United States District Court, S.D. Alabama, Southern Division
HUNTERIA B. NELSON, Plaintiff,
WASHINGTON COUNTY BOARD OF EDUCATION, Defendant.
KATHERINE P. NELSON UNITED STATES MAGISTRATE JUDGE.
pending before this Court is Defendant, Washington County
Board of Education's (“Board” or
“Defendant”), Motion for Summary Judgment and
Brief in Support thereof with exhibits, under Federal Rule of
Civil Procedure 56(c). (Docs. 36, 37, and 38 respectively).
The parties have consented to jurisdiction by Magistrate
Judge pursuant to 28 U.S.C. § 636(c) and Fed.R.Civ.P.
73. (Doc. 20). Plaintiff has filed a response to the motion
(Doc. 47) to which Defendant has replied (Doc. 44).
The undersigned additionally granted Plaintiff leave to file
a Sur-Reply (Doc 46-1) and the same has been considered for
purposes of this order. After careful consideration of the
record, Defendants' Motion for Summary Judgment as to all
counts of Plaintiffs Amended Complaint
(“Complaint”) is granted pursuant to Rule 56(c)
as there are no genuine issues of material fact for a jury to
AND PROCEDURAL BACKGROUND
March, 2015, Plaintiff, an African American female, applied
for the vacant position of Curriculum Assessment/Federal
Programs Coordinator (“Coordinator”) for the
Washington County School System. (Doc. 18 at 2; Doc. 37 at
1). On or about April, 23, 2015, Plaintiff was informed that
she was not selected to fill the vacancy. (Doc. 18 at 3).
Instead, the Board unanimously approved Betty Brackin
(“Brackin”) for the Coordinator position
following the recommendation of the Superintendent, Tim
Savage (“Savage”), a white male. (Id.)
Plaintiff timely filed a charge of race discrimination with
the Equal Opportunity Commission against the Board and
subsequently received a Notice of Right to Sue. (Doc. 18 at
4; Doc. 36 at 1).
time of her hiring, Brackin had just received her Class A,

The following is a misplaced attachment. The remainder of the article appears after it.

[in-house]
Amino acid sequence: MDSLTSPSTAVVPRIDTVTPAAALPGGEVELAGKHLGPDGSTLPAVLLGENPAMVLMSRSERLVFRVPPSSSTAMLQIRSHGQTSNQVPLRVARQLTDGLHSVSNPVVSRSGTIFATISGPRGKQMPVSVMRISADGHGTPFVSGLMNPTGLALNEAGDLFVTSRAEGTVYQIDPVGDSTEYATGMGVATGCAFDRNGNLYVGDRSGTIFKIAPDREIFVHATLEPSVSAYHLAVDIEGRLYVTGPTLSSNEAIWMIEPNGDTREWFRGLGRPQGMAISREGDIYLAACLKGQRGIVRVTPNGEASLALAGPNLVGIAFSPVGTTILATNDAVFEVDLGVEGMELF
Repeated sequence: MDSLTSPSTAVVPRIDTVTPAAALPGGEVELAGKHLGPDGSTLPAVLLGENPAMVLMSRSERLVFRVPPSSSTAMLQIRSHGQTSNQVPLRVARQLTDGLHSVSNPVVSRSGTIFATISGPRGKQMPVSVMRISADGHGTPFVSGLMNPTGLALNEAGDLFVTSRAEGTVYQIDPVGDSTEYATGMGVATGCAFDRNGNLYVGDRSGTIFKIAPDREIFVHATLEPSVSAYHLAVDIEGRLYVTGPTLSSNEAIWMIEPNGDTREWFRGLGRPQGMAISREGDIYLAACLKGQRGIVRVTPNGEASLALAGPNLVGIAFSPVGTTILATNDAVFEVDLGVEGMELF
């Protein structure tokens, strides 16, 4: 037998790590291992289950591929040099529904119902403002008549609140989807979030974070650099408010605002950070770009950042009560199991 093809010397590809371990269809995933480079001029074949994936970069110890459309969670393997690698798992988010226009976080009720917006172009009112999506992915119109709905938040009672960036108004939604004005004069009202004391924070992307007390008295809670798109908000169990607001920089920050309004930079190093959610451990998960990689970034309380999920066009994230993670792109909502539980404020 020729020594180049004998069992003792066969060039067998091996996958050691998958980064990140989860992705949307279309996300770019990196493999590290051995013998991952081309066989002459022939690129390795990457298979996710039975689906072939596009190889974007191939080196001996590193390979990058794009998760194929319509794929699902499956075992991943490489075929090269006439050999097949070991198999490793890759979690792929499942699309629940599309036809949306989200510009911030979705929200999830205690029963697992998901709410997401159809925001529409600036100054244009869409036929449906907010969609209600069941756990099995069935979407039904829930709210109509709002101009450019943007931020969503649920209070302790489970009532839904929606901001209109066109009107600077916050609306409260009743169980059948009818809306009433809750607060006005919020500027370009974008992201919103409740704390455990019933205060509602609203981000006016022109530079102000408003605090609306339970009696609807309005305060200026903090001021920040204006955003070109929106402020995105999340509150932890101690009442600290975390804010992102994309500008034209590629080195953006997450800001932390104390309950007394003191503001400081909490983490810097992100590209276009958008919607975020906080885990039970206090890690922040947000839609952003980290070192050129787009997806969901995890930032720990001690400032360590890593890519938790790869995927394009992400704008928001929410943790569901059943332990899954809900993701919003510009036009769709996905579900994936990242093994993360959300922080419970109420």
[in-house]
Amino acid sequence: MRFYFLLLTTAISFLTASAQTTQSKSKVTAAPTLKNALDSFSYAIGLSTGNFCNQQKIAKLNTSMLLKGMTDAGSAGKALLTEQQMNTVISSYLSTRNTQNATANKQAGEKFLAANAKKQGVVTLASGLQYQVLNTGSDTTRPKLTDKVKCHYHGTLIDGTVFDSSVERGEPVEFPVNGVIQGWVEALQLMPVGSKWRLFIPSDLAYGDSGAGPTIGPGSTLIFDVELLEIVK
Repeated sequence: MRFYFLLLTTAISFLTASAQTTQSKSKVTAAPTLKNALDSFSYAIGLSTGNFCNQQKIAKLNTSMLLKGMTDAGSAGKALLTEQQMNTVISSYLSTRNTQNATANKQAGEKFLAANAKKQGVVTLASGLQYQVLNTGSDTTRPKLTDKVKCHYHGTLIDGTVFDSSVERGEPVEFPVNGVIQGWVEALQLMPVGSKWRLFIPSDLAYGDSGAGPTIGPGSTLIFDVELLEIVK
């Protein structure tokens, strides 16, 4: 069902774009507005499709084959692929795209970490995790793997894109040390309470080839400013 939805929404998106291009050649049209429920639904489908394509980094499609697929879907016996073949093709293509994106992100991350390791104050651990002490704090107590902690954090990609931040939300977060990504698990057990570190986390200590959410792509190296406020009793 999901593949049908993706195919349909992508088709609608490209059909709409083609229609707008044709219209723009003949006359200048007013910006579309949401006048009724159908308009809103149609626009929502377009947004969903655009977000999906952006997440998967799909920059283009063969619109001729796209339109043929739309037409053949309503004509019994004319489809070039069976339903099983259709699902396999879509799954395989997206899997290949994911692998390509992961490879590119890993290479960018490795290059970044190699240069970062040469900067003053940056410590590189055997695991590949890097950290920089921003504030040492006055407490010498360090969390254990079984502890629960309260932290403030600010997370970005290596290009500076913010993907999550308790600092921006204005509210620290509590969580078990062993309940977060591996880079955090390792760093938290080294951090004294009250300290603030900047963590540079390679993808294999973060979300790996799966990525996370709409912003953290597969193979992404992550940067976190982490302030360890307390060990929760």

Instructional Leadership Certificate, the minimum requirement
for the Coordinator vacancy. (Doc. 18 at 4). At the time
Plaintiff was rejected for the position, she had held her
Class A Educational Administrator Certificate for nine years,
held a doctorate in Educational Leadership (since 2010), had
a J.D. from Loyola University School of Law in New Orleans,
Louisiana, had been a licensed attorney in the State of
Alabama since 2000, and had sixteen years of work at various
levels in the Alabama Public School System. (Id.)
Plaintiff additionally had administrative experience as an
Administrative Intern (assistant Principal) at Booker T.
Washington Middle School, Site Supervisor for summer school
at Denton Middle School, which serves as the site for all
failing students for the Mobile County Public School System,
and was Mathematics Department Chair and Saturday School
Administrator for Pillans Middle School in Mobile, County.
asserts that unlike Brackin, (1) Plaintiff's
administrative experience was acquired after the completion
of her administrative certification, (2) Plaintiff was not
given an administrative “edge” by working in
positions without the necessary qualification, and (3) that
Plaintiff's qualifications far exceed those of Brackin.
(Id. at 3-4). As a result, Plaintiff contends she
was denied the position for Coordinator based on race.
(Id. at 4). Plaintiff further asserts that she was
denied a second job opportunity of Principal of Washington
County High School in retaliation for her pending EEOC charge
of racial discrimination. (Id.)
filed this action against the Board on December 29, 2015,
“pursuant to the Title VII of the Civil Rights Act of
1964, and 42 U.S.C. Sections 1981, as both have been amended,
and the Equal Protection Clause of the 14th
Amendment to the United States Constitution made actionable
by 42 U.S.C. Section 1983.” (Doc. 1 at 1). On March 18,
2016, the Board filed an Answer (Doc. 8) and a Motion for
More Definite Statement seeking clarification for, among
other things, Plaintiff's alleged retaliation claim,